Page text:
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Where drillers want to use hydrofracking in New York. Pending well permit applications for high-volume hydraulic fracturing. Image: Innovation Trail
Where drillers want to use hydrofracking in New York. Pending well permit applications for high-volume hydraulic fracturing. Image: Innovation Trail

Anti fracking health experts question in-house health study

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A group of public health experts are questioning whether New York Gov. Andrew Cuomo's health officials can do a credible job reviewing a health study on fracking, saying independent reviewers would be a better choice.

The over 50 doctors, nurses and scientists include Dr. David carpenter, a former Health department official who now heads The Institute for Health and the Environment at SUNY's School of Public Health.

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Reported by

Karen DeWitt
NYS Capitol Correspondent

Governor Cuomo’s Health Commissioner is conducting a health impact review on whether hydro fracking can be done safely in New York. According to a statement issued last month by Cuomo’s environmental commissioner, Health Commissioner Dr. Nirav Shah will appoint some outside experts and then review health impact data collected by the governor’s environmental agency. Since then, there’s been no new details released.

Over 50 doctors, nurses and scientists in New York have signed a letter to Governor Cuomo. They’re asking for more information and questioning whether the governor’s health department can objectively review the health information.

Dr. David Carpenter is Director of The Institute for Health and the Environment at SUNY’s School of Public Health.  Carpenter, who used to work at the state health department in the 1980’s, says the agency has many competent health experts, but he says working for a government that also has an agenda may compromise the work.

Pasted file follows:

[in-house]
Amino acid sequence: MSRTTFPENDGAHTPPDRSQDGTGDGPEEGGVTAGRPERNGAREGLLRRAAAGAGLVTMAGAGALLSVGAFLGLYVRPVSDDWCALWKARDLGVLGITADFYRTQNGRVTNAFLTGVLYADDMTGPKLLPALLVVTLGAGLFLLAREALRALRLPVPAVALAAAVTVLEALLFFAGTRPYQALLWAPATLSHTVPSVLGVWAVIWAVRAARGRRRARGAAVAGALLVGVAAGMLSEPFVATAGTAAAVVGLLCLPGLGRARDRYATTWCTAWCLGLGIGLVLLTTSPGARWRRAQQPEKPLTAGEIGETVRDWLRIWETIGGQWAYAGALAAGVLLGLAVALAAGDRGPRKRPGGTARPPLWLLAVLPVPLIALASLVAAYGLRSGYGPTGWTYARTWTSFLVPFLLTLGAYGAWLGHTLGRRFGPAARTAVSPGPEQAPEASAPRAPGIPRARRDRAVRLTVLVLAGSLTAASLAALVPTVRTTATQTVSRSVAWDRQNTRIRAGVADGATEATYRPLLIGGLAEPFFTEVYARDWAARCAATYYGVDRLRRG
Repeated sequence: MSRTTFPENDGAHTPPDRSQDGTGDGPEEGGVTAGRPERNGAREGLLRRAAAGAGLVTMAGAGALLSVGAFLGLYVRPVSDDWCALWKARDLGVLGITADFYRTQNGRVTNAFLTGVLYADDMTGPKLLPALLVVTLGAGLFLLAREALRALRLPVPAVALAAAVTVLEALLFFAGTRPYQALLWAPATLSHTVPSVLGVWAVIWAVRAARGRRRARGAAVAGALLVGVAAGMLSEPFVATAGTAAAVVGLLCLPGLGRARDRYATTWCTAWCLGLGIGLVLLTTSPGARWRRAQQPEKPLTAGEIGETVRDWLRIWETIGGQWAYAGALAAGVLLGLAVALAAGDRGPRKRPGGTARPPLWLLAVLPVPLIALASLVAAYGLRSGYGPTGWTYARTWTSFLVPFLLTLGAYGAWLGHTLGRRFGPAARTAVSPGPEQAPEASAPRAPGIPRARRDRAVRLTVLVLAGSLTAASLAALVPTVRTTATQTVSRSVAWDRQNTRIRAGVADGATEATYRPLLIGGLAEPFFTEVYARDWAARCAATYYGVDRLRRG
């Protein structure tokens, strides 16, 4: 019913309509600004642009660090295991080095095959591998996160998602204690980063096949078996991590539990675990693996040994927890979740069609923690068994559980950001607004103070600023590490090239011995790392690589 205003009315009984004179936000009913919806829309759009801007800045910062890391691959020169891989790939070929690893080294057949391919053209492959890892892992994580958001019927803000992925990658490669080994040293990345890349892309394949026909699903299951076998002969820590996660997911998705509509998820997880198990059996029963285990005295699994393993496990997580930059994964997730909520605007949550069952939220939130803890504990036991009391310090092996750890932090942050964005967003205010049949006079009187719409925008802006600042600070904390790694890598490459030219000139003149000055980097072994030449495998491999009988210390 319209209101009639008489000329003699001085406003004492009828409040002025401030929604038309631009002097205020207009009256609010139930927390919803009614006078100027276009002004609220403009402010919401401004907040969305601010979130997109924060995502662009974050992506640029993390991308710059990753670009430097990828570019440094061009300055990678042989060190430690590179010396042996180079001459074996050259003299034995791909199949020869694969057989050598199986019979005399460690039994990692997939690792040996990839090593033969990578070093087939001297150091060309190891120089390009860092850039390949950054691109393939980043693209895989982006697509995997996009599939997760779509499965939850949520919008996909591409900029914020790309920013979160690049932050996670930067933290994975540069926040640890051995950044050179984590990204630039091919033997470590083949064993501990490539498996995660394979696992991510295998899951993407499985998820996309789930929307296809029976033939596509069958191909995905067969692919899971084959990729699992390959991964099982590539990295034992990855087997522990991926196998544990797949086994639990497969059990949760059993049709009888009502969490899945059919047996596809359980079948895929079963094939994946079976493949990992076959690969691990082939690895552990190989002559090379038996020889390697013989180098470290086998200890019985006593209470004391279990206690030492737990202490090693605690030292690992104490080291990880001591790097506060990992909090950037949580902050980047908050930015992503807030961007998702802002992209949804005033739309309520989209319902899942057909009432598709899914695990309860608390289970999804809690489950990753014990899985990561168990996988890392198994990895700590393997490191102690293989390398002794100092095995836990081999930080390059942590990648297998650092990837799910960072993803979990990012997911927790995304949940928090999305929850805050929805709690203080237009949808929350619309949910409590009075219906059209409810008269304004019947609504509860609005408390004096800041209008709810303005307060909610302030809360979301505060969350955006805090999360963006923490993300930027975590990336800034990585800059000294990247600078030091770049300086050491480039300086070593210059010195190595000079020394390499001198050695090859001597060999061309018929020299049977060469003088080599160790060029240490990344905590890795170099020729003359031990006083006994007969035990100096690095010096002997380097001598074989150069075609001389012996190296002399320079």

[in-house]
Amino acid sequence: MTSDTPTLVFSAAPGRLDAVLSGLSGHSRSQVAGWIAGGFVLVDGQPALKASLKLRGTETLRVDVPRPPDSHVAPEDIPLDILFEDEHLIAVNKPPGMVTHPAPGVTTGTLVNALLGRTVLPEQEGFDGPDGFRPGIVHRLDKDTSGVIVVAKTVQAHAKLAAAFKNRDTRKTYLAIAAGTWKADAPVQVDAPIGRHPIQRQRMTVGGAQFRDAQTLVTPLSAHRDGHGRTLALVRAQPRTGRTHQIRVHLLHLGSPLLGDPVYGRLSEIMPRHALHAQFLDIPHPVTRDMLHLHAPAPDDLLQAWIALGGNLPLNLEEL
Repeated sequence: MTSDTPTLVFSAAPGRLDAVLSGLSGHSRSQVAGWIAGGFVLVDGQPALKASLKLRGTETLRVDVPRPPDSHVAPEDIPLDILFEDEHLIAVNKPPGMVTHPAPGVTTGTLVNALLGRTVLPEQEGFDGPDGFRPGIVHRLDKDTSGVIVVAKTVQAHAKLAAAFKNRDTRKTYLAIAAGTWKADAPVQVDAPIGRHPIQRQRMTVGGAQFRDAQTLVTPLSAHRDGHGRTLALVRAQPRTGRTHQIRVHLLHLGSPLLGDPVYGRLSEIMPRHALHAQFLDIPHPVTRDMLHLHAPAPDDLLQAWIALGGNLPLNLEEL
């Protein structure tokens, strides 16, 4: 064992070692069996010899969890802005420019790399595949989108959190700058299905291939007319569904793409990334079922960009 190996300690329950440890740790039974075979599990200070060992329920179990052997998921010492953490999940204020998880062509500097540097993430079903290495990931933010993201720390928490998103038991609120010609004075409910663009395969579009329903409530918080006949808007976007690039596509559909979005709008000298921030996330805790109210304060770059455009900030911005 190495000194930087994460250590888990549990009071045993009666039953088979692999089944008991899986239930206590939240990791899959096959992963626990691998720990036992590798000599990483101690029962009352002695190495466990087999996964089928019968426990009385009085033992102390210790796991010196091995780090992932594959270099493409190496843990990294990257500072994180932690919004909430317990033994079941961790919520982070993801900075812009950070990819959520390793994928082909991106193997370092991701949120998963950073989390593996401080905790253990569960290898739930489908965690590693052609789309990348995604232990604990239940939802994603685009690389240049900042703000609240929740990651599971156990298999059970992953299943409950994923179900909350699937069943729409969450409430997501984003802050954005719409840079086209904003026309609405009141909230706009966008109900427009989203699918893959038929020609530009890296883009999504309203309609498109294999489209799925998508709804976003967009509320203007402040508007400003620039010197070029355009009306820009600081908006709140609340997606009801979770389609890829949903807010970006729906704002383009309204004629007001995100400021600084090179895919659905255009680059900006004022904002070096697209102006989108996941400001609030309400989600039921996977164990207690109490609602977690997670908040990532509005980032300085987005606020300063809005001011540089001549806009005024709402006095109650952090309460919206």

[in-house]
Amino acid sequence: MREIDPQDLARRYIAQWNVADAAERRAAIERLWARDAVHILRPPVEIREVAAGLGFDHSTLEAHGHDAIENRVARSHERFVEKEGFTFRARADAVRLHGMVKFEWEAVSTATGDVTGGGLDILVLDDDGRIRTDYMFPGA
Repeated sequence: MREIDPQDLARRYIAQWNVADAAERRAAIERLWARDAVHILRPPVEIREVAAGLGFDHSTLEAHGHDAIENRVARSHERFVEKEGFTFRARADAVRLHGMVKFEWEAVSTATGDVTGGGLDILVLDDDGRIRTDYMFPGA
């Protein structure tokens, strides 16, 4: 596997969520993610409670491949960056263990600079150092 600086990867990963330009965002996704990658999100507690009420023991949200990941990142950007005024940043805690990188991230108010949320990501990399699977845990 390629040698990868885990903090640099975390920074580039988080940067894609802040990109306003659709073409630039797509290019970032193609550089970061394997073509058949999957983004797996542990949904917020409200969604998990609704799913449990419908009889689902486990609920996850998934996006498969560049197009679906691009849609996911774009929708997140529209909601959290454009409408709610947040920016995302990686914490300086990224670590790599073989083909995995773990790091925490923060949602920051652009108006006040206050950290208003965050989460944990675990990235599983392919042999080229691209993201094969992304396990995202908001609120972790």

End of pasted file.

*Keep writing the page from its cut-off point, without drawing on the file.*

“The Health Department is a political body, it reports to the governor,” said Carpenter. “It is not independent.”

He says he experienced political pressure when he directed the Health Department’s laboratories during the Carey Administration. He says they wanted to do a study of radon in homes, but Governor Carey was promoting  insulation for energy efficiency.

“We were not allowed to study what’s clearly a health hazard,” he said.

Carpenter worries that with all the pressures from the gas drilling industry to allow fracking, as well as the state’s need for economic development, it might be hard for the governor’s health department to remain objective.

Governor Cuomo has said repeatedly that his administration is reviewing all of the “science and facts” about fracking, and taking all the time it needs to make an unbiased decision about whether to issue permits for drilling.  Speaking earlier in the week, the governor defended the health department’s review of the environmental agency’s health impact data, saying it will be comprehensive.

“It will be a more thorough review,” Cuomo said.

Dr. Kathy Nolan, an independent bioethicist in the Catskill Mountains, maintains that an independent health impact study that looks at more recent data might end the debate for once and for all.

“I think the information when brought forward and reviewed carefully, fully and comprehensively, would stop this process,” Nolan said.  

The health experts who oppose fracking say since Department of Environmental Conservation Commissioner Joe Martens issued his statement on September 20th, there’s been no information about exactly what kind of data has been collected by the environmental agency, and they say they’d like more transparency.

The Departments of Environmental Conservation and Health did not act on a request to provide more details about the health study. In his  statement, Commissioner Martens said  he was rejecting calls for an outside health analysis, saying  independent analysts may have their own conflicts of interest.

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